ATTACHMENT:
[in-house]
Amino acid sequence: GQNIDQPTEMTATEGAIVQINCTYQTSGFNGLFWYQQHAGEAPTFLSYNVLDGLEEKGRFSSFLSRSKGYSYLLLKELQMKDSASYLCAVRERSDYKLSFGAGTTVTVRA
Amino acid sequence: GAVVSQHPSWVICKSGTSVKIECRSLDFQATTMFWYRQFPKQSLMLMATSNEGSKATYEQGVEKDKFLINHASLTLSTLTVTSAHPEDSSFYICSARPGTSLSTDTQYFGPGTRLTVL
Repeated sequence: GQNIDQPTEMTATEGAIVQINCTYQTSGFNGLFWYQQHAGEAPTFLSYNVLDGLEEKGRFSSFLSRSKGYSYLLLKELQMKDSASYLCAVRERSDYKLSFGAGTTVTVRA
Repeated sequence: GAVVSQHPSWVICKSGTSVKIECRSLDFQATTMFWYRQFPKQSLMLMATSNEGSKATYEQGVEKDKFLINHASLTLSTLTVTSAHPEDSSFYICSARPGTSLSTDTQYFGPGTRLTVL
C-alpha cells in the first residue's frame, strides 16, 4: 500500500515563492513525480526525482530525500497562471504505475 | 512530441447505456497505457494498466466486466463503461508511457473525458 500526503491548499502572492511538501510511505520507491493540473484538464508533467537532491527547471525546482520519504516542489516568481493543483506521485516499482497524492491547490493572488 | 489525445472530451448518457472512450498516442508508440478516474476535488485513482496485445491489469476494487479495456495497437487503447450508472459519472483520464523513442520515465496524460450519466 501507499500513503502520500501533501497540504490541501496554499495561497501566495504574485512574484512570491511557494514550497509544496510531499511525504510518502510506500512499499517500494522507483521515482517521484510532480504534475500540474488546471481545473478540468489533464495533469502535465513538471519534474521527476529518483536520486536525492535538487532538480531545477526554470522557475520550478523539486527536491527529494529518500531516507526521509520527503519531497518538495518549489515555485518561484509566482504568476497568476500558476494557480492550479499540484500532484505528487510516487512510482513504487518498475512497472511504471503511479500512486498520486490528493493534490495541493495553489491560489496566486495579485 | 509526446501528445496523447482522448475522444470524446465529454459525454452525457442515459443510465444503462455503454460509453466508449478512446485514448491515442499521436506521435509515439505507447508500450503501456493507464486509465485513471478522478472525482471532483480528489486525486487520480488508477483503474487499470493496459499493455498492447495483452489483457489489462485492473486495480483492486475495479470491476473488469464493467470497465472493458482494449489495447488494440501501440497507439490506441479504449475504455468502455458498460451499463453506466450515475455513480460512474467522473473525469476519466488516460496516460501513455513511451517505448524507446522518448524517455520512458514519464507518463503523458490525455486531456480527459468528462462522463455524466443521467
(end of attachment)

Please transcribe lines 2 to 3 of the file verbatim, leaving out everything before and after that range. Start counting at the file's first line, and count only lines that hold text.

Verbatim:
Amino acid sequence: GQNIDQPTEMTATEGAIVQINCTYQTSGFNGLFWYQQHAGEAPTFLSYNVLDGLEEKGRFSSFLSRSKGYSYLLLKELQMKDSASYLCAVRERSDYKLSFGAGTTVTVRA
Amino acid sequence: GAVVSQHPSWVICKSGTSVKIECRSLDFQATTMFWYRQFPKQSLMLMATSNEGSKATYEQGVEKDKFLINHASLTLSTLTVTSAHPEDSSFYICSARPGTSLSTDTQYFGPGTRLTVL